E-GEOD-43674 - U87 cells implanted on a chick CAM (Chorioallantoic Membrane)
Released on 2 December 2013, last updated on 2 June 2014
Gallus gallus, Homo sapiens
Glioblastoma multiforme (GBM) brain tumours have one of the shortest mean survival times (<1 year). In vivo models of GBM in mice and rats have been developed to study aspects of glioma that cannot be observed in cell culture such as angiogenesis, invasion and metastasis. Gliomas can be induced by implantation of rodent glioma cell lines into the brain or flank of nude mice. The disadvantages of rodent models however include variable growth rate and poor penetrance, which leads to difficulties in collecting clearly graded samples (pre-vascular/vascular). Bikfalvi et al have previously established a human GBM model that addresses these issues based on the chicken egg chorio-allantoic membrane (CAM), a highly vascularised extra-embryonic tissue. We have used DNA microarrays and a CAM model of GBM to study gene expression during the recruitment and development of the tumour vasculature. Over a 5 day period samples were taken every 12 hours from the tumour implantation site consisting of tumour cells and stroma cells, and also from a site distant from the implantation site consisting of just CAM cells. This study will shed light on the dynamic transcriptional signature of pathological angiogenesis. On day 10 of embryonic development 3-5 million U87 cells were deposited onto the surface of the CAM after gentle laceration. The cells were contained within a plastic ring and each tumour was size matched based on its volume. Tumour/stroma and distant CAM samples were cut out at 12 hour intervals post implantation for 5 days, equalling 10 time points. Each time point consisted of three replicates. U87 cells in culture (pre-implantation) were also included in the study in triplicate.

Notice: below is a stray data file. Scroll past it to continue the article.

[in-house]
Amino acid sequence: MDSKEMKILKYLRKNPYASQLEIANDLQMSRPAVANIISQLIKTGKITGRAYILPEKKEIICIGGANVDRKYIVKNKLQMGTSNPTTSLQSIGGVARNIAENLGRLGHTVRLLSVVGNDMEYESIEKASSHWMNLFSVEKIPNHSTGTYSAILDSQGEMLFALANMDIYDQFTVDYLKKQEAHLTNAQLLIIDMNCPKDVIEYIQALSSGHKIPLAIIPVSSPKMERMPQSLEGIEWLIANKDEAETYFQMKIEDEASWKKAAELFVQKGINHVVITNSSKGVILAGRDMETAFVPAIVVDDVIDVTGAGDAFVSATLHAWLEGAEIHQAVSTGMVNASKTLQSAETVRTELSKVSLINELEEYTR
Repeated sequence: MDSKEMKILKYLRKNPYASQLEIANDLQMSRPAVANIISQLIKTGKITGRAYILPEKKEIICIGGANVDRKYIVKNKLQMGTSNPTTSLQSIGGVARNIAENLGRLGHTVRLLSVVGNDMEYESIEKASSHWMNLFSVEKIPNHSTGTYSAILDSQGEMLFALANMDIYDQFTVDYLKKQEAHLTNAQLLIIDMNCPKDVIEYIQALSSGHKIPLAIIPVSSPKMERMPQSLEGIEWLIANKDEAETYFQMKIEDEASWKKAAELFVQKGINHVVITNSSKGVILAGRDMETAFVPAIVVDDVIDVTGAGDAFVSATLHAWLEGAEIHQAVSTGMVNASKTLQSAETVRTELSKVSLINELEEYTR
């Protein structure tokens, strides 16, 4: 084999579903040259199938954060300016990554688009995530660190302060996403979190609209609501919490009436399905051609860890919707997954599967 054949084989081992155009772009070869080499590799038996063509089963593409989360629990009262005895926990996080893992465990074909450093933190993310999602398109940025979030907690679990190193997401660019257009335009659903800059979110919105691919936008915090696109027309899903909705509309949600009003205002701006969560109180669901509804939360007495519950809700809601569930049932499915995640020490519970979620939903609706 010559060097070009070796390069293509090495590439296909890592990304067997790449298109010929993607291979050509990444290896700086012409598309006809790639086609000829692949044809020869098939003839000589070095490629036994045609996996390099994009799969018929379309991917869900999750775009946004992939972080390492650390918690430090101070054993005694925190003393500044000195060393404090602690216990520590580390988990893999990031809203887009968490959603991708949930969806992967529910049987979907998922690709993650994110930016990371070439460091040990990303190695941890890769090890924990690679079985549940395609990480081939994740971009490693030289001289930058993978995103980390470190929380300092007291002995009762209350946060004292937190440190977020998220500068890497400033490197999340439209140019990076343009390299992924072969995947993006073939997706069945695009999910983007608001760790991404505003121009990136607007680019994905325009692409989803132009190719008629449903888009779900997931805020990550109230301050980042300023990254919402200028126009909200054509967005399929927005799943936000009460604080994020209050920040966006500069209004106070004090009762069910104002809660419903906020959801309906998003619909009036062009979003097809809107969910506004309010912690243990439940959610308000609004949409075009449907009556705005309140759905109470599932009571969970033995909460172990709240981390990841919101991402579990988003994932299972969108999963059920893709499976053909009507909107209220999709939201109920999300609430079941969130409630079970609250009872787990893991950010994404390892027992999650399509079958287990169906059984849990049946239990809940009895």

transcription profiling by array
Nil Turan <email@example.com>, Kim Clarke